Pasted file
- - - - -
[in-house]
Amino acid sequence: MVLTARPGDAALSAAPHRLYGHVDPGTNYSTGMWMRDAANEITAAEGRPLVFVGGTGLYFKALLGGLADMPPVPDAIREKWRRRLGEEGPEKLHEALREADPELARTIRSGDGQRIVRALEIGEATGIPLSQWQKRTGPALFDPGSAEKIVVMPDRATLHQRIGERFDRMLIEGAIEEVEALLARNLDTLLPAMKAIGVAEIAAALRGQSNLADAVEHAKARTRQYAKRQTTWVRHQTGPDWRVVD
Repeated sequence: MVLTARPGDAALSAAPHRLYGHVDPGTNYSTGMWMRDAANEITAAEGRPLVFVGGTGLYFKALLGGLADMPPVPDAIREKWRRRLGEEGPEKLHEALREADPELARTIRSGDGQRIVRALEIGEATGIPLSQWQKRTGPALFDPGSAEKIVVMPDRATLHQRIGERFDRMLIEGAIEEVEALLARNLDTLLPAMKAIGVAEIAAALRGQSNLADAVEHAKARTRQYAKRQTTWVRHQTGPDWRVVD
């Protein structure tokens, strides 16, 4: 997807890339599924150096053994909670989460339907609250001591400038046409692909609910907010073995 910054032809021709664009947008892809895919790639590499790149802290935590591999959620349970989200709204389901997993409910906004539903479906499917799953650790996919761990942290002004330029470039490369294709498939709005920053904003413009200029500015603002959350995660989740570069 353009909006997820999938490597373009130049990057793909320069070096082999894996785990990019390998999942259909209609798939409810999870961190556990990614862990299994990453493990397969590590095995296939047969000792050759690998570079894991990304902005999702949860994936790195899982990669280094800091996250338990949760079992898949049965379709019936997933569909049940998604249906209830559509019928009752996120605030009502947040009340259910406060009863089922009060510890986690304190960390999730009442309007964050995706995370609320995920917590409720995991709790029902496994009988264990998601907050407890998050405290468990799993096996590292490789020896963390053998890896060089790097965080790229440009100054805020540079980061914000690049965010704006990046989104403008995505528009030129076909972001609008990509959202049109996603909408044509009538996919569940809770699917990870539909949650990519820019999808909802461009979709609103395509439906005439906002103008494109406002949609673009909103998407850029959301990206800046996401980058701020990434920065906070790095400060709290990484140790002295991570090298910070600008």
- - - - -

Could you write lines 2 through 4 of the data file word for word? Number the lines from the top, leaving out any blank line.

Amino acid sequence: MVLTARPGDAALSAAPHRLYGHVDPGTNYSTGMWMRDAANEITAAEGRPLVFVGGTGLYFKALLGGLADMPPVPDAIREKWRRRLGEEGPEKLHEALREADPELARTIRSGDGQRIVRALEIGEATGIPLSQWQKRTGPALFDPGSAEKIVVMPDRATLHQRIGERFDRMLIEGAIEEVEALLARNLDTLLPAMKAIGVAEIAAALRGQSNLADAVEHAKARTRQYAKRQTTWVRHQTGPDWRVVD
Repeated sequence: MVLTARPGDAALSAAPHRLYGHVDPGTNYSTGMWMRDAANEITAAEGRPLVFVGGTGLYFKALLGGLADMPPVPDAIREKWRRRLGEEGPEKLHEALREADPELARTIRSGDGQRIVRALEIGEATGIPLSQWQKRTGPALFDPGSAEKIVVMPDRATLHQRIGERFDRMLIEGAIEEVEALLARNLDTLLPAMKAIGVAEIAAALRGQSNLADAVEHAKARTRQYAKRQTTWVRHQTGPDWRVVD
């Protein structure tokens, strides 16, 4: 997807890339599924150096053994909670989460339907609250001591400038046409692909609910907010073995 910054032809021709664009947008892809895919790639590499790149802290935590591999959620349970989200709204389901997993409910906004539903479906499917799953650790996919761990942290002004330029470039490369294709498939709005920053904003413009200029500015603002959350995660989740570069 353009909006997820999938490597373009130049990057793909320069070096082999894996785990990019390998999942259909209609798939409810999870961190556990990614862990299994990453493990397969590590095995296939047969000792050759690998570079894991990304902005999702949860994936790195899982990669280094800091996250338990949760079992898949049965379709019936997933569909049940998604249906209830559509019928009752996120605030009502947040009340259910406060009863089922009060510890986690304190960390999730009442309007964050995706995370609320995920917590409720995991709790029902496994009988264990998601907050407890998050405290468990799993096996590292490789020896963390053998890896060089790097965080790229440009100054805020540079980061914000690049965010704006990046989104403008995505528009030129076909972001609008990509959202049109996603909408044509009538996919569940809770699917990870539909949650990519820019999808909802461009979709609103395509439906005439906002103008494109406002949609673009909103998407850029959301990206800046996401980058701020990434920065906070790095400060709290990484140790002295991570090298910070600008």